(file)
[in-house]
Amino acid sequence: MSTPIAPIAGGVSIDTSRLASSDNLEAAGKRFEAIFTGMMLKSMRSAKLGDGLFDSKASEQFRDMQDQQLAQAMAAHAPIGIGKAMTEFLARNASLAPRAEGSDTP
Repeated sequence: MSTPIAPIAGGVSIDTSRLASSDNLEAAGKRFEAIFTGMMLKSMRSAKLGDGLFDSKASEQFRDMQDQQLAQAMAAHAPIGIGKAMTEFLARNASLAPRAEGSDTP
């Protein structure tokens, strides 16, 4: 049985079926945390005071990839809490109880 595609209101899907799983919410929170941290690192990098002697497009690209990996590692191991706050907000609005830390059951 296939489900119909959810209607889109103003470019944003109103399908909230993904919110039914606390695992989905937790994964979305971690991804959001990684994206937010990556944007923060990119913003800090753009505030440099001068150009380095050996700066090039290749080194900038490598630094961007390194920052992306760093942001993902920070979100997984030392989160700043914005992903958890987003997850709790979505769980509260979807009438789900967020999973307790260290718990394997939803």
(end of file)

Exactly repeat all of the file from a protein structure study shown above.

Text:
[in-house]
Amino acid sequence: MSTPIAPIAGGVSIDTSRLASSDNLEAAGKRFEAIFTGMMLKSMRSAKLGDGLFDSKASEQFRDMQDQQLAQAMAAHAPIGIGKAMTEFLARNASLAPRAEGSDTP
Repeated sequence: MSTPIAPIAGGVSIDTSRLASSDNLEAAGKRFEAIFTGMMLKSMRSAKLGDGLFDSKASEQFRDMQDQQLAQAMAAHAPIGIGKAMTEFLARNASLAPRAEGSDTP
């Protein structure tokens, strides 16, 4: 049985079926945390005071990839809490109880 595609209101899907799983919410929170941290690192990098002697497009690209990996590692191991706050907000609005830390059951 296939489900119909959810209607889109103003470019944003109103399908909230993904919110039914606390695992989905937790994964979305971690991804959001990684994206937010990556944007923060990119913003800090753009505030440099001068150009380095050996700066090039290749080194900038490598630094961007390194920052992306760093942001993902920070979100997984030392989160700043914005992903958890987003997850709790979505769980509260979807009438789900967020999973307790260290718990394997939803």